After reading so many opnions below all I have to say, Madonna is simply superb ! Very taleneted lady. The movie looks amazing. She is no ordinary star she is a SUPERSTAR. Loved and adored by millions of people around the world. GOD BLESS MADONNA ! keep up the good work !

Chloe Canacalon

@ Concertina, darling, you clearly set out to hate on Madonna for no reason.

Your comment is the evidence that your goal is to “dis” Madonna in any way you can, rather than focusing on W.E – which you obviously haven’t seen.

“Making a film about Wallis and friends and not delving into their anti-Semitism is like making a film about Joseph McCarthy and leaving out the HUAC hearings” – that is the most ignorant thing I have read.

With this statement, you not only show that you have no idea of what the movie’s plot is about, you also imply that a person is an one-dimensional being.

You just made Madonna’s point at the press conference in Venice earlier today about Wallis: she said fame often reduces celebrities “to a sound bite”.

Do you really think that King Edward VIII would have abdicated his throne just to be with a simple one dimensional Nazi lover? It is really simplistic of you to assume that Wallis Simpson had nothing to offer to a king besides her “anti-Semitic” inclinations.

Maybe you are just too cynical, but let me tell you: a king would not have given up such a powerful position (his throne) for a woman who had nothing else to offer him.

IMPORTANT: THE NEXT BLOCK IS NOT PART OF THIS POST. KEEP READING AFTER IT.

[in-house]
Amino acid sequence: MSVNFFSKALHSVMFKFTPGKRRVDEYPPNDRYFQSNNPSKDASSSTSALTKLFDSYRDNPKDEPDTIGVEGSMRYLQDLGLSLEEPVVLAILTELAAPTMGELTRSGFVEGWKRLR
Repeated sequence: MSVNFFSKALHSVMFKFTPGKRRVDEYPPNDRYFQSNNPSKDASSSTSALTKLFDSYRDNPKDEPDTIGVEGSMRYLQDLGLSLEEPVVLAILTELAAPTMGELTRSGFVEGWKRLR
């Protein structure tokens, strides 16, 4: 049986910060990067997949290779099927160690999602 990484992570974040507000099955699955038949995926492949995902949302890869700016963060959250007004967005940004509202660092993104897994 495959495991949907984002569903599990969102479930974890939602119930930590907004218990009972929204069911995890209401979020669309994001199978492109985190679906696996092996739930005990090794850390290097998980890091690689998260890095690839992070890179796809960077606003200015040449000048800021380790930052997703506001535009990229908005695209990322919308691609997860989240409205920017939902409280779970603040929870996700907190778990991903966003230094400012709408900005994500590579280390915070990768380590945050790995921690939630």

If you were a little smarter, you would have reached the same conclusion through a different rationale: he had abdicated his throne, he was not in “politics” anymore. So Simpson’s political inclinations (as you say “antisemitism”) would not matter for him.

So logically, there was something else about Wallis Simpson. And that is what this film focuses on. Whether she was a Nazi or not, whether she liked chocolate or not, whether she liked milk with her coffee or not – there was something special about her to the point that a king abdicated his throne (his political position) to be with her.

And learn one thing: it is possible to make a movie about well-known names and icons and not focus on cliches or preconceived notions and expectations. For instance: making a film on Osama Bin Laden doesn’t necessarily have to be about September 11th. One can focus on his beliefs and the path that took him to religious and political extremism, instead of focusing on the terrorrist attacks per se.